A multiple-choice question' (MCQ) is a question where multiple choices (also called options) are provided, and the respondent is expected to select one or more of the options based on the question.
Multiple-choice questions could be:
- questions where respondents are expected to pick a single response
- questions where respondents are expected to pick one or more options in response
Further, they could involve:
- a pre-specified correct answer option (or option set) against which the respondent's option is compared
- a survey multiple-choice question, that is intended to get information about the respondent's preference or individual-specific information. In this case, there is no right answer.
This page is not about survey MCQs. Rather, it is about questions where there is a single specific correct answer. For clarity, we will restrict attention to the case where respondents are expected to pick a single response. Cases where respondents need to pick sets of options can be reduced to this case through a mathematical equivalence.
Controlling for random guesses: the basic model
Here, we assume no scoring penalty for random guesses, and we assume that respondents attempt every question.
The simplest model for controlling for random guesses is that for every question, every respondent falls into one of two categories:
- The respondent knows the correct answer
- The respondent makes a guess that has a probability of being correct where is the number of options
If we follow this model, then:
Expected number of answers the respondent does not know = * (Apparent number of wrong answers)
Expected number of answers the respondent knows = Number of answers the respondent gets right - * (Number of answers the respondent get wrong)
Similar formulas apply to the study of a single question across multiple respondents.
The basic model is unrealistic for a number of reasons, namely that people often have specific misconceptions or make specific careless errors that lead them to select wrong answers. On the other hand, some might guess the right answer with a higher probability than mere chance through a process of elimination, without actually knowing the answer. The design of the options is extremely relevant to inferring the respondent's knowledge from the responses.
MCQs that have clear answers independent of seeing the options versus MCQs whose answer depends on the options
In some cases, the MCQ is a clear question with a clear, objective answer that can be determined without looking at the options. For instance, a question like "What number is 2 + 2?" has a clear answer that one can work out independently -- and then check against the options to see which one it matches.
On the other hand, a MCQ of the form "Which of the following statements about mammals is true?" requires an examination of all the available options. It would not be possible to generate the answer by merely looking at the question and then compare it against the options.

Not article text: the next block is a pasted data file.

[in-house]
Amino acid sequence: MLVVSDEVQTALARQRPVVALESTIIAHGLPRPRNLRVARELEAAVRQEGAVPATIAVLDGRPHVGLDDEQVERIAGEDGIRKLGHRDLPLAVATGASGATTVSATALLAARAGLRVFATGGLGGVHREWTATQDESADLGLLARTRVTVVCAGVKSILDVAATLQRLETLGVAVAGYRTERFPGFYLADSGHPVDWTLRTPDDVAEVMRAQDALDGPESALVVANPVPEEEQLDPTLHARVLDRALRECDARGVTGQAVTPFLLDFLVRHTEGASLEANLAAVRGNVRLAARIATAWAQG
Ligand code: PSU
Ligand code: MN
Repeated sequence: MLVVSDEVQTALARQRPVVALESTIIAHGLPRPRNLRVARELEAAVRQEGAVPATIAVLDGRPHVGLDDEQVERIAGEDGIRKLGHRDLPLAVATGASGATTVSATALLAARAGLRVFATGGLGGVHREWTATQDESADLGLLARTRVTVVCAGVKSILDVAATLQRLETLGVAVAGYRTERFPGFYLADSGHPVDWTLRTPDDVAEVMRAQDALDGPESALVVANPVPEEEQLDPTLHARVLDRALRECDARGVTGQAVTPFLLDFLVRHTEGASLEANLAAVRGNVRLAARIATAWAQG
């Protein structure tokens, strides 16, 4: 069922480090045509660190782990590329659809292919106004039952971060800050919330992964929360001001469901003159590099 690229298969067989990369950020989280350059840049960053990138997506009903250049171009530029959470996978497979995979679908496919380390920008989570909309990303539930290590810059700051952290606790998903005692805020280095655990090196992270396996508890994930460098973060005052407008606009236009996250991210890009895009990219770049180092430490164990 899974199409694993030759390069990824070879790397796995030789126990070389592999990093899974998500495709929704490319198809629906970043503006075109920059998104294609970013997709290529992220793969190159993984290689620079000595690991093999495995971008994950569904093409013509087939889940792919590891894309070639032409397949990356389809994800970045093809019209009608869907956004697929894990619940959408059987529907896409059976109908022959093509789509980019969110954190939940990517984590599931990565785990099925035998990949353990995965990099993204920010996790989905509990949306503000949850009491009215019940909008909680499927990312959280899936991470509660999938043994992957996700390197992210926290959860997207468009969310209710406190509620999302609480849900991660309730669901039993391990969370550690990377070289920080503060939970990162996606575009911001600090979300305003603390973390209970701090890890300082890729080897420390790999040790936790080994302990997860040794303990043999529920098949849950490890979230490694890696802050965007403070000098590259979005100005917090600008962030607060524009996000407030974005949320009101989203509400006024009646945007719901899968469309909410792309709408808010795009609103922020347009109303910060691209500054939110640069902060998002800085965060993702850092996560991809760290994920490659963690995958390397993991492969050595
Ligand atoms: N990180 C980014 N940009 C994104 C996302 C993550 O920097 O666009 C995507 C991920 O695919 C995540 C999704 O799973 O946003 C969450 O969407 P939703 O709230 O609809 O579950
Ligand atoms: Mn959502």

The use of free responses to generate options
Some versions of test design, particularly for concept inventories, use free responses to generate the options for the multiple choice questions. Explicitly, students are asked to write down answers to the question part of the MCQ in free response form. Some form of text analysis is done on the answers to extract the most frequent lines of student thought, and these are used to formulate the incorrect answer options. Note that such a process is highly likely to generate good distractors (see below) as the incorrect answer options.
A distractor is defined as an option for a multiple-choice question that is incorrect, but that can be arrived at as the correct answer by a respondent who has a particular misconception or makes a particular kind of error in reading or working out the question, where the misconception or error are relatively likely. The way that distractors are used is a major part of the design of the MCQ, and considerably affects its perceived difficulty.
In general, a distractor should be chosen such that the distinction between the correct answer and the distractor is part of the goal of the assessment.
For instance, suppose solving a problem requires a conjunction of skills A and B. Some people make careless errors with the part that requires skill B, leading them to converge on a particular wrong answer. If testing the error-free application of skill B is part of our goal, it makes sense to include the incorrect answer as a distractor. If, however, the primary goal is to test skill A, then the distractor does not make sense.
Distractors can also be used for diagnostic purposes. For instance, if answering a question requires a conjunctoin of skills, and erroneous application at each level leads to a particular distractor, and these distractors are separate, choosing the different distractors as options makes it possible to perform an analysis of responses and determine what misconceptions dominated. The use of multiple distractors per question, however, may depress the total score of individuals too much and be bad for assessments based on total scores.